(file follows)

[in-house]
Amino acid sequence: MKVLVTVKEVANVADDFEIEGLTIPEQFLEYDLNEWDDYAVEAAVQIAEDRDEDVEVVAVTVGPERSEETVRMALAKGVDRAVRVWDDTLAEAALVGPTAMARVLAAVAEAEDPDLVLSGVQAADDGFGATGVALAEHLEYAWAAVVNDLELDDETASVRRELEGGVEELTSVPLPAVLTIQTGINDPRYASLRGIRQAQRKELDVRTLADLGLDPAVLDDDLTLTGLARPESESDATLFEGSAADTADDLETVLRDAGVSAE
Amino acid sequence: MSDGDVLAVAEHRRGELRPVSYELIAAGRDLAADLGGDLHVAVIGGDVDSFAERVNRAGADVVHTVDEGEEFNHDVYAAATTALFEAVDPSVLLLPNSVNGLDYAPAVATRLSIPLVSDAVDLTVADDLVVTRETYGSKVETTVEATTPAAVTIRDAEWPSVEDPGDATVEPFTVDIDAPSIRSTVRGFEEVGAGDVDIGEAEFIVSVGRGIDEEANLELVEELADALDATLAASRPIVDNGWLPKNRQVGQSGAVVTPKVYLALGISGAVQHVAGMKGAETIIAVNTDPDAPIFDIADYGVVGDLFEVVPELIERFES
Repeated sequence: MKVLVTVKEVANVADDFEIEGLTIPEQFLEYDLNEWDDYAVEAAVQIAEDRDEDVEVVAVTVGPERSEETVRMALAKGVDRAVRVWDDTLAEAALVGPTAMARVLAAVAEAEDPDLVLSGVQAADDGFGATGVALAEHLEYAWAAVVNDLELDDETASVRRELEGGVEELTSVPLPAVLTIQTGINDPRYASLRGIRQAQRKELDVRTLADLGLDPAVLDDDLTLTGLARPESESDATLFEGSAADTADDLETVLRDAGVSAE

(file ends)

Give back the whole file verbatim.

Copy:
[in-house]
Amino acid sequence: MKVLVTVKEVANVADDFEIEGLTIPEQFLEYDLNEWDDYAVEAAVQIAEDRDEDVEVVAVTVGPERSEETVRMALAKGVDRAVRVWDDTLAEAALVGPTAMARVLAAVAEAEDPDLVLSGVQAADDGFGATGVALAEHLEYAWAAVVNDLELDDETASVRRELEGGVEELTSVPLPAVLTIQTGINDPRYASLRGIRQAQRKELDVRTLADLGLDPAVLDDDLTLTGLARPESESDATLFEGSAADTADDLETVLRDAGVSAE
Amino acid sequence: MSDGDVLAVAEHRRGELRPVSYELIAAGRDLAADLGGDLHVAVIGGDVDSFAERVNRAGADVVHTVDEGEEFNHDVYAAATTALFEAVDPSVLLLPNSVNGLDYAPAVATRLSIPLVSDAVDLTVADDLVVTRETYGSKVETTVEATTPAAVTIRDAEWPSVEDPGDATVEPFTVDIDAPSIRSTVRGFEEVGAGDVDIGEAEFIVSVGRGIDEEANLELVEELADALDATLAASRPIVDNGWLPKNRQVGQSGAVVTPKVYLALGISGAVQHVAGMKGAETIIAVNTDPDAPIFDIADYGVVGDLFEVVPELIERFES
Repeated sequence: MKVLVTVKEVANVADDFEIEGLTIPEQFLEYDLNEWDDYAVEAAVQIAEDRDEDVEVVAVTVGPERSEETVRMALAKGVDRAVRVWDDTLAEAALVGPTAMARVLAAVAEAEDPDLVLSGVQAADDGFGATGVALAEHLEYAWAAVVNDLELDDETASVRRELEGGVEELTSVPLPAVLTIQTGINDPRYASLRGIRQAQRKELDVRTLADLGLDPAVLDDDLTLTGLARPESESDATLFEGSAADTADDLETVLRDAGVSAE